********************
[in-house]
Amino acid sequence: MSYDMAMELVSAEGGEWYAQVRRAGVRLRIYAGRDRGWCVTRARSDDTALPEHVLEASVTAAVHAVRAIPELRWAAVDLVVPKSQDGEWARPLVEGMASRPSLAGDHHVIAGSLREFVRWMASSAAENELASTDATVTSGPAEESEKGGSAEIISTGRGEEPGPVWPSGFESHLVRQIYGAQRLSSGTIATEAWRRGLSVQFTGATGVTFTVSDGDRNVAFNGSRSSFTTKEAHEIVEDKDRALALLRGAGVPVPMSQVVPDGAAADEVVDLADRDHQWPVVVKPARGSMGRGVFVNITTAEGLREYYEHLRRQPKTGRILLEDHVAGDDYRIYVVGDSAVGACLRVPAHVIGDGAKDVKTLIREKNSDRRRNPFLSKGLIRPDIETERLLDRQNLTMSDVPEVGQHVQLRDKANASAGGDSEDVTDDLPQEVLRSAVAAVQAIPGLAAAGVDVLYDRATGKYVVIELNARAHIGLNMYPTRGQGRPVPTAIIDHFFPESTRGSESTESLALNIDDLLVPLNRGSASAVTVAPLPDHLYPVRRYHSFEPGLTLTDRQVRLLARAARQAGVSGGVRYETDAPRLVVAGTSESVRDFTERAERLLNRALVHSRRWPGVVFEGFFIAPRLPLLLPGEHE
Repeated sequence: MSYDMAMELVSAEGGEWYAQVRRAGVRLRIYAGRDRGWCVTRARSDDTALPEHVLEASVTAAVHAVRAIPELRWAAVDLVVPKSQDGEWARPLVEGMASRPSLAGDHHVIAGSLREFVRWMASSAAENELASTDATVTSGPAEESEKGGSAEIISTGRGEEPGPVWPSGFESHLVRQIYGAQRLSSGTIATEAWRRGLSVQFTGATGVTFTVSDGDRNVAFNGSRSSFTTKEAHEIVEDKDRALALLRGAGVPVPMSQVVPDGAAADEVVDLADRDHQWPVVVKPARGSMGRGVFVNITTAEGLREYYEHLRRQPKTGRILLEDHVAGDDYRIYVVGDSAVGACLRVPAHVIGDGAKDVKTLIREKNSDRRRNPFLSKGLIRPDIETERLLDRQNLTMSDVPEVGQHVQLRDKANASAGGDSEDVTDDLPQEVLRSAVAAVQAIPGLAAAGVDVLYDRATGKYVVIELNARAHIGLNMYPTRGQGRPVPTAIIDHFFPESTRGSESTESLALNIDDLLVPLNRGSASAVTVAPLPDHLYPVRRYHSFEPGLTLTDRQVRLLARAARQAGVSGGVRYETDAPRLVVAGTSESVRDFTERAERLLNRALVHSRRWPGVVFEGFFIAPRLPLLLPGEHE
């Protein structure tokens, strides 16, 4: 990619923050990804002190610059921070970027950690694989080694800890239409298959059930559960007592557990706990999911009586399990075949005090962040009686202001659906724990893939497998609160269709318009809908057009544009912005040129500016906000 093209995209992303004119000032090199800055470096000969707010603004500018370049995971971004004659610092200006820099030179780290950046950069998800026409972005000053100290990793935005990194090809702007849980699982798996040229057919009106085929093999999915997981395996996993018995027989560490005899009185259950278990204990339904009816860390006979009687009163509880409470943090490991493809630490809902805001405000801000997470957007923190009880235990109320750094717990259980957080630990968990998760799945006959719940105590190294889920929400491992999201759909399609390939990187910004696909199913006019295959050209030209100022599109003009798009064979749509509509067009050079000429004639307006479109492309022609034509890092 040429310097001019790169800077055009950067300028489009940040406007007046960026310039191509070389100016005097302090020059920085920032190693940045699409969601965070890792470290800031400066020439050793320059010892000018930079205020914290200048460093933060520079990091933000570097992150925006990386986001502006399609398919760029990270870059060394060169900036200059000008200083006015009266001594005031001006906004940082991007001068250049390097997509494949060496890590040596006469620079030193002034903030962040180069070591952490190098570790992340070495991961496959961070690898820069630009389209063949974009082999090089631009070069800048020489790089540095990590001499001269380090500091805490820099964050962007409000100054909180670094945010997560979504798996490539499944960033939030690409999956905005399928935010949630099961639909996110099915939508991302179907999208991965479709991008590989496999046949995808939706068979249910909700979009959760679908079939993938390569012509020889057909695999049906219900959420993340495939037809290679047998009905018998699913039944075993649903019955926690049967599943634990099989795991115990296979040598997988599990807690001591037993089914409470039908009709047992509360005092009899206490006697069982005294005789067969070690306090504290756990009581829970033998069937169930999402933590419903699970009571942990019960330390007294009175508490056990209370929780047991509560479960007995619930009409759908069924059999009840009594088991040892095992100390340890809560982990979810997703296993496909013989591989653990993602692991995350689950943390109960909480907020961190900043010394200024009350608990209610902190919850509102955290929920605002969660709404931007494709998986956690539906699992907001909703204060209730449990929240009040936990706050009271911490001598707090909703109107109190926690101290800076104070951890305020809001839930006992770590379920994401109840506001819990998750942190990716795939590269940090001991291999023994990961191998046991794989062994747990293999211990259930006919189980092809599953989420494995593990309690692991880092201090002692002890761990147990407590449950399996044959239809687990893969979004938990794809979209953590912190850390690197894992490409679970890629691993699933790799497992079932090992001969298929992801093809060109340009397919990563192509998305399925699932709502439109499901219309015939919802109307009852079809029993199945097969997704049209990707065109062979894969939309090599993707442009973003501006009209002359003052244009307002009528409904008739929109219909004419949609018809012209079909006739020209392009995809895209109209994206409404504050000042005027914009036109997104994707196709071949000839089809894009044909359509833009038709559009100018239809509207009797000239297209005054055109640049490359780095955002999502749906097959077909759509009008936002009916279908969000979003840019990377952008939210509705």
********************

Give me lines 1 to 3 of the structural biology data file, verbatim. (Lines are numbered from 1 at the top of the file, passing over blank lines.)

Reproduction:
[in-house]
Amino acid sequence: MSYDMAMELVSAEGGEWYAQVRRAGVRLRIYAGRDRGWCVTRARSDDTALPEHVLEASVTAAVHAVRAIPELRWAAVDLVVPKSQDGEWARPLVEGMASRPSLAGDHHVIAGSLREFVRWMASSAAENELASTDATVTSGPAEESEKGGSAEIISTGRGEEPGPVWPSGFESHLVRQIYGAQRLSSGTIATEAWRRGLSVQFTGATGVTFTVSDGDRNVAFNGSRSSFTTKEAHEIVEDKDRALALLRGAGVPVPMSQVVPDGAAADEVVDLADRDHQWPVVVKPARGSMGRGVFVNITTAEGLREYYEHLRRQPKTGRILLEDHVAGDDYRIYVVGDSAVGACLRVPAHVIGDGAKDVKTLIREKNSDRRRNPFLSKGLIRPDIETERLLDRQNLTMSDVPEVGQHVQLRDKANASAGGDSEDVTDDLPQEVLRSAVAAVQAIPGLAAAGVDVLYDRATGKYVVIELNARAHIGLNMYPTRGQGRPVPTAIIDHFFPESTRGSESTESLALNIDDLLVPLNRGSASAVTVAPLPDHLYPVRRYHSFEPGLTLTDRQVRLLARAARQAGVSGGVRYETDAPRLVVAGTSESVRDFTERAERLLNRALVHSRRWPGVVFEGFFIAPRLPLLLPGEHE
Repeated sequence: MSYDMAMELVSAEGGEWYAQVRRAGVRLRIYAGRDRGWCVTRARSDDTALPEHVLEASVTAAVHAVRAIPELRWAAVDLVVPKSQDGEWARPLVEGMASRPSLAGDHHVIAGSLREFVRWMASSAAENELASTDATVTSGPAEESEKGGSAEIISTGRGEEPGPVWPSGFESHLVRQIYGAQRLSSGTIATEAWRRGLSVQFTGATGVTFTVSDGDRNVAFNGSRSSFTTKEAHEIVEDKDRALALLRGAGVPVPMSQVVPDGAAADEVVDLADRDHQWPVVVKPARGSMGRGVFVNITTAEGLREYYEHLRRQPKTGRILLEDHVAGDDYRIYVVGDSAVGACLRVPAHVIGDGAKDVKTLIREKNSDRRRNPFLSKGLIRPDIETERLLDRQNLTMSDVPEVGQHVQLRDKANASAGGDSEDVTDDLPQEVLRSAVAAVQAIPGLAAAGVDVLYDRATGKYVVIELNARAHIGLNMYPTRGQGRPVPTAIIDHFFPESTRGSESTESLALNIDDLLVPLNRGSASAVTVAPLPDHLYPVRRYHSFEPGLTLTDRQVRLLARAARQAGVSGGVRYETDAPRLVVAGTSESVRDFTERAERLLNRALVHSRRWPGVVFEGFFIAPRLPLLLPGEHE